EkCoffee, like the idea of a cover over the back-pack. definitely keep way much of the dirt etc away.
#13 Aug 10th, 2014, 13:17
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  • BholeBaba is offline
#13
I vote for a wheely suitcase that can slide easily under the train berth or under your bed in your hotel room, along with a school bag type back-pack for everyday use- water, guidebook, whatever.

Why not also give some business to all the coolies standing on train platforms?
#14 Aug 10th, 2014, 14:42
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  • skids ghost is online now
#14
Quote:
Originally Posted by Jacob Stevens View Post Hi all,


Towel


thanks
Greetings Earthing,

While a towel might make an adequate repository for Plum Sauce or whatever condiment you think necessary upon your journey, a towel in the laughably western sense of the word is unlikely to be the nutritional supplement you desire. Used as directed a towel, once moistened and packed away for the next leg of the journey often becomes a sustainable bit of micro agriculture that in no way bears any resemblance to Plum Sauce. Much better to use a locally acquired lungi or other such piece of kapra to squeegee that which you're corporeally bound to after bathing. A thin piece of cotton drys much quicker and is easily sanitized by exposure to the nearest star.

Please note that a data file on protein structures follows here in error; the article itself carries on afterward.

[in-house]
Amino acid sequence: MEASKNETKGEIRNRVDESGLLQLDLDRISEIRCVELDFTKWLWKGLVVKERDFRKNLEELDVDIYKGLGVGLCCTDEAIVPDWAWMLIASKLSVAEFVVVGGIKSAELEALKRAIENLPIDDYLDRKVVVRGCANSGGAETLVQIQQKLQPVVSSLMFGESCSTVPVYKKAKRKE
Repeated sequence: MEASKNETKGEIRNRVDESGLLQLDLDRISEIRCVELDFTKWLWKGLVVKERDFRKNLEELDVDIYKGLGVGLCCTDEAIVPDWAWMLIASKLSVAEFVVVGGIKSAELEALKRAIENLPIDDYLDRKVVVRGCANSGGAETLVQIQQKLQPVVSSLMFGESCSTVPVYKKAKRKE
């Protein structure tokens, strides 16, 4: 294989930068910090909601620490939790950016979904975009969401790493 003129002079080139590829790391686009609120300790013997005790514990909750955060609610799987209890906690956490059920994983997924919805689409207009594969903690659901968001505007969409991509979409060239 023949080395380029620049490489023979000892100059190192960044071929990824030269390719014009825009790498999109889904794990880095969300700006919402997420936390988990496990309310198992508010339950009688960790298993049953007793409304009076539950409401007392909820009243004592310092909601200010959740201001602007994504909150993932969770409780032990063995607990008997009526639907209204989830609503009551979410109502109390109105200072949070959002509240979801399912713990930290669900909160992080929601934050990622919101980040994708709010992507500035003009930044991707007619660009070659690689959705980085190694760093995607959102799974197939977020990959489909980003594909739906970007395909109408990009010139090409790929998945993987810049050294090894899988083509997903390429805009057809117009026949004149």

skid
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#15 Aug 10th, 2014, 15:10
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#15
We always come back from India with more than we take. We used to do rolling cases but find rucsacs much more practical.

Its easy to find things in a rucsac if you use packing pods. This set from IKEA was recently available in the UK for less than a fiver. http://www.ikea.com/us/en/catalog/products/30235115/ I'm not sure if it is still available in the UK as it does not appear on the UK website but pods are easy enough to get through Amazon.

Being able to lock your rucsac is essential if you want to use railway cloakroom left luggage counters.